From the low status role of residential (care) workers to the high-status role as house mentors

Ainsworth, Frank and Mastronardi, Paul (2022) From the low status role of residential (care) workers to the high-status role as house mentors. Scottish Journal of Residential Child Care, 21 (2). ISSN 2976-9353

[thumbnail of Ainsworth-Mastronardi-SJRCC-2022-From-the-low-status-role-of-residential-care]
Text. Filename: Ainsworth_Mastronardi_SJRCC_2022_From_the_low_status_role_of_residential_care.pdf
Final Published Version
License: Creative Commons Attribution-NonCommercial-NoDerivatives 4.0 logo

Download (179kB)| Preview


This article is about the claim that 'residential work is part of social work', and how the subsequent demise of specialist residential qualifications in both Britain and Australia came about. This demise resulted from the British adoption of the CQSW (Certificate of Qualification in Social Work) as a common fieldwork and residential services qualification. Australia, in time, imported US models of residential care and treatment. Two examples are given, firstly, of how the downsizing of residential facilities in NSW has created a demand for residential placements that cannot be satisfied. This is described as a planning and policy failure. The second example is from education. This educational sector programme avoided the rush by community services to reduce the use of residential facilities. In contrast, this programme, for educationally disengaged young people, has maintained a capacity of 32 young people, and can empirically demonstrate effectiveness in returning these young people to mainstream education. The focus in this programme is on 'educational gain and behaviour change', with staff in the four special houses having an educational role as house mentors.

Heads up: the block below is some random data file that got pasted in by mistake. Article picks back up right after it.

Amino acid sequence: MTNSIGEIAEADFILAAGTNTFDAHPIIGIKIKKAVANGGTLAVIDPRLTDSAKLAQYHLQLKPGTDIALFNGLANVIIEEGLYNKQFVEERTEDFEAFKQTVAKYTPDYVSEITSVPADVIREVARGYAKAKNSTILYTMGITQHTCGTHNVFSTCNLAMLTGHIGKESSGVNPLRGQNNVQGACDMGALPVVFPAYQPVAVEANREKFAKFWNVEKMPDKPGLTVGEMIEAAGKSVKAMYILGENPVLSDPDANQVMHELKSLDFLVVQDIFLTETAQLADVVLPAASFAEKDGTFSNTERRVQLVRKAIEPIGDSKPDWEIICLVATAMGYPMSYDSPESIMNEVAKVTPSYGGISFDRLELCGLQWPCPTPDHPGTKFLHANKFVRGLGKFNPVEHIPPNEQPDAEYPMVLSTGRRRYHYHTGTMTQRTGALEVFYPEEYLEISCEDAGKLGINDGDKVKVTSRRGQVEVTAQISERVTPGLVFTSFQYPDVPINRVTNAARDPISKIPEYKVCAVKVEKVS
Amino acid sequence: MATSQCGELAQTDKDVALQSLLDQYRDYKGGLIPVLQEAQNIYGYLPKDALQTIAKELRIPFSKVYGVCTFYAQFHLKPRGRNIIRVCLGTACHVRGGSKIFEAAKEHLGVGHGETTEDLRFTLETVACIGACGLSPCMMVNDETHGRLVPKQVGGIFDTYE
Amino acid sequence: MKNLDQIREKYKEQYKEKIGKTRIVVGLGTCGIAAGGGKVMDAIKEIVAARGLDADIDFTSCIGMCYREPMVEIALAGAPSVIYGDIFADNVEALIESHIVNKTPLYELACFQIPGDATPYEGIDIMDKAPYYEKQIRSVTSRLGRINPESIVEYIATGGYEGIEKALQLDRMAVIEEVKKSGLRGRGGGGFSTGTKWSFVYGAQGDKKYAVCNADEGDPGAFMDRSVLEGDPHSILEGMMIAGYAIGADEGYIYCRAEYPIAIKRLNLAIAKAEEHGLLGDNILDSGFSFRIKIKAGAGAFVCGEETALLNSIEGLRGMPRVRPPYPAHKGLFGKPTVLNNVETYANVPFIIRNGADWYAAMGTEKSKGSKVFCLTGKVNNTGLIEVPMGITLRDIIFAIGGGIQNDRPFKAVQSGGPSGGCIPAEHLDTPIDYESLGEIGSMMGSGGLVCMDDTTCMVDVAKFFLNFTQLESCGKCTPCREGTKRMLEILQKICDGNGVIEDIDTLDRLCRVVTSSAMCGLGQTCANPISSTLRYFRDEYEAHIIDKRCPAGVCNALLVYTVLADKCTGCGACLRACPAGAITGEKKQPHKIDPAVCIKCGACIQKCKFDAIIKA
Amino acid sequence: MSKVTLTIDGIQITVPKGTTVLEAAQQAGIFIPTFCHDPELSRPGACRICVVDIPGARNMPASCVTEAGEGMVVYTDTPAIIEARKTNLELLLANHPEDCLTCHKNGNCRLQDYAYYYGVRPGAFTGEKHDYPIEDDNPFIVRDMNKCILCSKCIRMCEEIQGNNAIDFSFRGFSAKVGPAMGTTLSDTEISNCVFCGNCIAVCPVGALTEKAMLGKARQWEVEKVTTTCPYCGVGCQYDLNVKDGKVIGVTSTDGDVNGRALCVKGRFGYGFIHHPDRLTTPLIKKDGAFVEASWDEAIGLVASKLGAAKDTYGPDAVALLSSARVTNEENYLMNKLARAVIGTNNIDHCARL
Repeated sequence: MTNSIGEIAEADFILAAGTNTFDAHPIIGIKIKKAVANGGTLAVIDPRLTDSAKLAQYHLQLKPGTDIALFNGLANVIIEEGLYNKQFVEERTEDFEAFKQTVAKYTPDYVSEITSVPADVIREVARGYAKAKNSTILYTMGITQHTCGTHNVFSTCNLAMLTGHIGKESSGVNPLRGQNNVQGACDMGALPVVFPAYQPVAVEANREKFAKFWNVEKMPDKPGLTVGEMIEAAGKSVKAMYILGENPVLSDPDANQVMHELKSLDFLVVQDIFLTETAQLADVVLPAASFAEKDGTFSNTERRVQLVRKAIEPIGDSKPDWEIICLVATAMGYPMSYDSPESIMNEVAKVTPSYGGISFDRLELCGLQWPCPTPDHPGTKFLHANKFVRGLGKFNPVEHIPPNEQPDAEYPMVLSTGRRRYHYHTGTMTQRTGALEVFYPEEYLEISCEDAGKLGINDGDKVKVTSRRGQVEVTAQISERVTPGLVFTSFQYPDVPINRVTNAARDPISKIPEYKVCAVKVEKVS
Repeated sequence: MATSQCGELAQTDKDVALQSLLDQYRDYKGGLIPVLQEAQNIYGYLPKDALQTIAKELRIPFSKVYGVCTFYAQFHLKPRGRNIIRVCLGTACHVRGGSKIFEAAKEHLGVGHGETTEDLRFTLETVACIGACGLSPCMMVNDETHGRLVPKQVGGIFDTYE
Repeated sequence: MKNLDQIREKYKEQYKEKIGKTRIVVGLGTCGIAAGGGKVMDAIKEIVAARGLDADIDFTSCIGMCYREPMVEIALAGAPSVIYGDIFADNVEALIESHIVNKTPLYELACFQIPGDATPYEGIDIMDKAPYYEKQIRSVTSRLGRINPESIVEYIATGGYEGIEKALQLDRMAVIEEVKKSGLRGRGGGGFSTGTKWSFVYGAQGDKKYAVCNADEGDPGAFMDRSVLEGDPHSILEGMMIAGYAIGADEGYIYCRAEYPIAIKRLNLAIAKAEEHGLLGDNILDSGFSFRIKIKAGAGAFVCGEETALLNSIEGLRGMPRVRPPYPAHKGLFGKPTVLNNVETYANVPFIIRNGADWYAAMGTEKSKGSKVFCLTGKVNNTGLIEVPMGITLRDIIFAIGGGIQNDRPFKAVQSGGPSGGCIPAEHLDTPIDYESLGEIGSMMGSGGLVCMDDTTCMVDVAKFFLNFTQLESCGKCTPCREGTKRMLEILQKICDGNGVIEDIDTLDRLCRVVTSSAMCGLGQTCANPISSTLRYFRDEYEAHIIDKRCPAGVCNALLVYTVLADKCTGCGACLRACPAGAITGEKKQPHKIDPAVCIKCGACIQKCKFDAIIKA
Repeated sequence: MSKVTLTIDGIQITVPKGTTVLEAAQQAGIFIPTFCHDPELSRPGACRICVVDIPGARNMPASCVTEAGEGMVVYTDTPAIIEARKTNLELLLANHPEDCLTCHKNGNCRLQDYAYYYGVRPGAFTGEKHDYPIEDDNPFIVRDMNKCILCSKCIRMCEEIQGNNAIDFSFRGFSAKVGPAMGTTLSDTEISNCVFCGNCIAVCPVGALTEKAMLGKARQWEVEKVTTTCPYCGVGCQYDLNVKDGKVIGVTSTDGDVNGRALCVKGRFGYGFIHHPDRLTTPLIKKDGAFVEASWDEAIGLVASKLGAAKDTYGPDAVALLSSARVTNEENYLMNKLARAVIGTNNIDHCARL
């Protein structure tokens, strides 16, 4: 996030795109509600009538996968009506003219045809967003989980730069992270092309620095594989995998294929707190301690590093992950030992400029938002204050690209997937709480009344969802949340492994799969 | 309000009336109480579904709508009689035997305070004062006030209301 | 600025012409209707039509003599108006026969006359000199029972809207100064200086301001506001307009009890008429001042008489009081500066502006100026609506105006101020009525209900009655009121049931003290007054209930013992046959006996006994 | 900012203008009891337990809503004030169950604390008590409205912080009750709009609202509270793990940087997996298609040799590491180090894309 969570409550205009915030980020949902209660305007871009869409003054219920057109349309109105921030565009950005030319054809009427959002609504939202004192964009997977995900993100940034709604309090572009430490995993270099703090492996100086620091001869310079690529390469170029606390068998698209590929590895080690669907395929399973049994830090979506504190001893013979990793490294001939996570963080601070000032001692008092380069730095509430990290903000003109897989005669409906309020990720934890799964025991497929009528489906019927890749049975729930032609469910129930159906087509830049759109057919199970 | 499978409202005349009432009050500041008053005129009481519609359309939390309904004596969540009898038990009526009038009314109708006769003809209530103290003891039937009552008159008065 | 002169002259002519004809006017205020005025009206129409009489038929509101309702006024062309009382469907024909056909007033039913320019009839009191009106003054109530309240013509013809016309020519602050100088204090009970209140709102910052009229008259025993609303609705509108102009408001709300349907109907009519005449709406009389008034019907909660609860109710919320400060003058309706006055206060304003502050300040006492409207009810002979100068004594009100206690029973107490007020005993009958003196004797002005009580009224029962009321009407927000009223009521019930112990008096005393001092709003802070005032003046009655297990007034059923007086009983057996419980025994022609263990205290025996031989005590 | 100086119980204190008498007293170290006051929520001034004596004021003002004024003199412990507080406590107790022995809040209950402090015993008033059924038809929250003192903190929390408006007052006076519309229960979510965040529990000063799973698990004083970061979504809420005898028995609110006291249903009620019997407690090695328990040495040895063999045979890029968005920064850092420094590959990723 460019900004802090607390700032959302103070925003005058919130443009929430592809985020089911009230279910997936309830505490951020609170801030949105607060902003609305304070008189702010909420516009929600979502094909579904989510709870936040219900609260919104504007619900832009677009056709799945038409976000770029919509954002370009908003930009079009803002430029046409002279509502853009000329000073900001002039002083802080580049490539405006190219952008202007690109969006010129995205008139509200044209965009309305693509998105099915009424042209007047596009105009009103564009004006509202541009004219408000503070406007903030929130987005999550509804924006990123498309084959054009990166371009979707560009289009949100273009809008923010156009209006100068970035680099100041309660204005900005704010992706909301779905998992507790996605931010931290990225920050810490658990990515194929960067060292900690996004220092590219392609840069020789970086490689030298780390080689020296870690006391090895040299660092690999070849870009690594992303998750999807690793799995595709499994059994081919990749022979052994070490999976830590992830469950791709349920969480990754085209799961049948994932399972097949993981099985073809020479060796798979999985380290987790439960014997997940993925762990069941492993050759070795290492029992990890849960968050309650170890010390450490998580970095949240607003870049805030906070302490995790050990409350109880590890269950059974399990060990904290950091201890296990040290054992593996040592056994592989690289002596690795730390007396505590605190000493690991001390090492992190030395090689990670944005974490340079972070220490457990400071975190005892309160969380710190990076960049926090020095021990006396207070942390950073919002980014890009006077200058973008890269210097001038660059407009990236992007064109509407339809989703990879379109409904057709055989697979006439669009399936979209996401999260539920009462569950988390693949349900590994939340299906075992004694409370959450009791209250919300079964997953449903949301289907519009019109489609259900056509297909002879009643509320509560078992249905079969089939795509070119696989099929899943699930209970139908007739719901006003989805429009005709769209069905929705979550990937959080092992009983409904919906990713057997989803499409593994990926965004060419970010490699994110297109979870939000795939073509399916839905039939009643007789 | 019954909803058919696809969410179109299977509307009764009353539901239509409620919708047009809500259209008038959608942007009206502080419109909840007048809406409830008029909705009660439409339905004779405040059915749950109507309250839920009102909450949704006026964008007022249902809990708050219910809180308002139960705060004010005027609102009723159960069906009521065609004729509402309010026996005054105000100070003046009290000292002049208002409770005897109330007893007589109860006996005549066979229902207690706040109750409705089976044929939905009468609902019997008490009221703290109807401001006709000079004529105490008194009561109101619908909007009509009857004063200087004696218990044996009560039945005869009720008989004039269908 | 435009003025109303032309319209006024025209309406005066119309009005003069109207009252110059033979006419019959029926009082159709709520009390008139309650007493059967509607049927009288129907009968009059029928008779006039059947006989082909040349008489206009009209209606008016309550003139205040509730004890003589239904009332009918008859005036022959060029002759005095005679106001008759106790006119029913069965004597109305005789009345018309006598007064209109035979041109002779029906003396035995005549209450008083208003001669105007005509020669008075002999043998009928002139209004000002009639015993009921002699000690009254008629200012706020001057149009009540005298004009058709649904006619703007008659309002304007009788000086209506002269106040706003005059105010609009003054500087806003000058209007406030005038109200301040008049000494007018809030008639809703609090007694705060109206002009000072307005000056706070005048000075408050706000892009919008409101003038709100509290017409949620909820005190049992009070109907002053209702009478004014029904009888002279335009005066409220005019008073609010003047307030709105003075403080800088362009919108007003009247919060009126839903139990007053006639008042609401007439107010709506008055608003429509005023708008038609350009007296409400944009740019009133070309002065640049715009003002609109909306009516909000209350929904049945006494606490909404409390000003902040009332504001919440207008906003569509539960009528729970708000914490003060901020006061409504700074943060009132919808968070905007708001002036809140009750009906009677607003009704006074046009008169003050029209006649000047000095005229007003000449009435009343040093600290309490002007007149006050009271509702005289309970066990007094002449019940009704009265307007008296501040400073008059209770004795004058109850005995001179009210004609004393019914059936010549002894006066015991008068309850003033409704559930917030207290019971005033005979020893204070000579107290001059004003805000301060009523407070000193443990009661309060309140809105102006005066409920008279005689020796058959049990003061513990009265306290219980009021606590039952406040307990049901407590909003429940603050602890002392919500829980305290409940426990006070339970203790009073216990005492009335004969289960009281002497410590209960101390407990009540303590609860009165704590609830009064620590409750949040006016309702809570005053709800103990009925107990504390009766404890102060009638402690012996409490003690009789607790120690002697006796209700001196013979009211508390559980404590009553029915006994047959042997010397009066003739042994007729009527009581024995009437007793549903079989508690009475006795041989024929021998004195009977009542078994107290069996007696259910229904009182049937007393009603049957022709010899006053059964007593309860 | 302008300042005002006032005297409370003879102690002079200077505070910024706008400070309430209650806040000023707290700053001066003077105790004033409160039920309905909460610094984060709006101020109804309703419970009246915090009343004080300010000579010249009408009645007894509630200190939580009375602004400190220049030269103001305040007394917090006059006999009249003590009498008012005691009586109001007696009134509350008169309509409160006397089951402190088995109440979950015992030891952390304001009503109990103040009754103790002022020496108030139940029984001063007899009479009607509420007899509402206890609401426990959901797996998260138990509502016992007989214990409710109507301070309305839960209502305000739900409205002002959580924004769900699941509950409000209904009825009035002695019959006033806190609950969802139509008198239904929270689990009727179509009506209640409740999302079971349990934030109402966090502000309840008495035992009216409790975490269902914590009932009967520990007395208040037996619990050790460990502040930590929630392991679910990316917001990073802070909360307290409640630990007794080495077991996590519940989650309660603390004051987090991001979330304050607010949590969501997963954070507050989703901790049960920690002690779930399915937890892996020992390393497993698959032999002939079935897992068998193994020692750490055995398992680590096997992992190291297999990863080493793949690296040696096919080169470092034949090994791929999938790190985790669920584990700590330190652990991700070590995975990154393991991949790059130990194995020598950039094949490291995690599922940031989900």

Persistent Identifier